It was a hillock with a difference. Inspired by the pastimes associated with Lord Krishna, the International Society for Krishna Consciousness (ISKCON) here celebrated Govardhana Puja as part of Deepavali.
And the cynosure of all eyes was the miniature Govardhana Hill, which is associated with Lord Krishna who lifted it with his little finger according to mythology. But the difference here was in the composition of the Govardhana Hill, which was painstakingly created by expert cooks using over 250 kg of various eatables. In other words, the Govardhana Hill was a mountain of sweetmeats comprising 50 kg of kesari bath, over 800 gulab jamoons, Mysore pak, jalebi, rave unde, badshah, laddoos and other culinary delights of the region.
According to Stoka Krishna Dasa, president, ISKCON, Mysore, the miniature Govardhana Hill measured 15 ft by 12 ft and was prepared with various kinds of food items, including rice preparations, sweets and savouries.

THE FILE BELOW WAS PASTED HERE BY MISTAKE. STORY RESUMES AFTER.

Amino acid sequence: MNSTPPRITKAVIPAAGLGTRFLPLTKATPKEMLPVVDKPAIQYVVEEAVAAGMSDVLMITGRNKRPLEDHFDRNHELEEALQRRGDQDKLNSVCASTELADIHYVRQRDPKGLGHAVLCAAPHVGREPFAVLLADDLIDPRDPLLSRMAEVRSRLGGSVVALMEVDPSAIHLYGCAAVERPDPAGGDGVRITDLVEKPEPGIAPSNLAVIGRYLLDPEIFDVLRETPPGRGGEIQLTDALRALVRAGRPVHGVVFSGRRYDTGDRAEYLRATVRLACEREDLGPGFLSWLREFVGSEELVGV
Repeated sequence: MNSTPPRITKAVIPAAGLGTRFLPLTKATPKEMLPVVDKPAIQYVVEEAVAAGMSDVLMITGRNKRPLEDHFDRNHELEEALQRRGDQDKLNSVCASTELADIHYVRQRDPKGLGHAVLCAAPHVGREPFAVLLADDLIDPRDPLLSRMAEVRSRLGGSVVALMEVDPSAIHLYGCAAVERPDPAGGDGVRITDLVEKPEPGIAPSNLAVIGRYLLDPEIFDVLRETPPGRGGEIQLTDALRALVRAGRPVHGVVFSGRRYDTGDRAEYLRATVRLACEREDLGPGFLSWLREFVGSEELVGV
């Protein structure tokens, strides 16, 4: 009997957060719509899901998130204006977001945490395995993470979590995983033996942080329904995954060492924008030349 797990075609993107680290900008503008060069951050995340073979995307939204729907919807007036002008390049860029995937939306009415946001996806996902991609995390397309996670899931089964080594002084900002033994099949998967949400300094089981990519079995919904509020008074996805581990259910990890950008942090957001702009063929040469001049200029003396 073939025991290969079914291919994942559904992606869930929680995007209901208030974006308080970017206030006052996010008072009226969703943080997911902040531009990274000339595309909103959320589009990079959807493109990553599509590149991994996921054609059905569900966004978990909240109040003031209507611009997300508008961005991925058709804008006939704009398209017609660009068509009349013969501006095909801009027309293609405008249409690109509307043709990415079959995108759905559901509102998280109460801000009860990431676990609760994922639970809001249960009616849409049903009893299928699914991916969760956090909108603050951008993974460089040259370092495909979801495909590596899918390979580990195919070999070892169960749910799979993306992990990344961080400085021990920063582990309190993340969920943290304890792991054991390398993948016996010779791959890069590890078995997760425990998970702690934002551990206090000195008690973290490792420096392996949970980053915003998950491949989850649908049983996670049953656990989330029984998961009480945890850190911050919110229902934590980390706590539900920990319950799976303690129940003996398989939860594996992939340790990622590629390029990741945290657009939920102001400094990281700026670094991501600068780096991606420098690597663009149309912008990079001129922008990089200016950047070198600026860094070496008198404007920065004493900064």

The festival was held in commemoration of Lord Krishna who lifted the Govardhana Hill to protect the residents of Vrindavan as described in Srimad Bhagavatam. In Mysore, the highlight of the celebrations, apart from the Govardhana Hill made of sweets, was the special deepothsava or lighting of the lamps which drew a large crowd.
For the general public and the devotees who visited the venue of the celebrations, Govardhana Hill was not merely a feast for the eyes, it was also a lip-smacking delight since the mountain of sweets was liberally distributed as “Prasadam”.[ celebrations ] [ govardhana-hill ]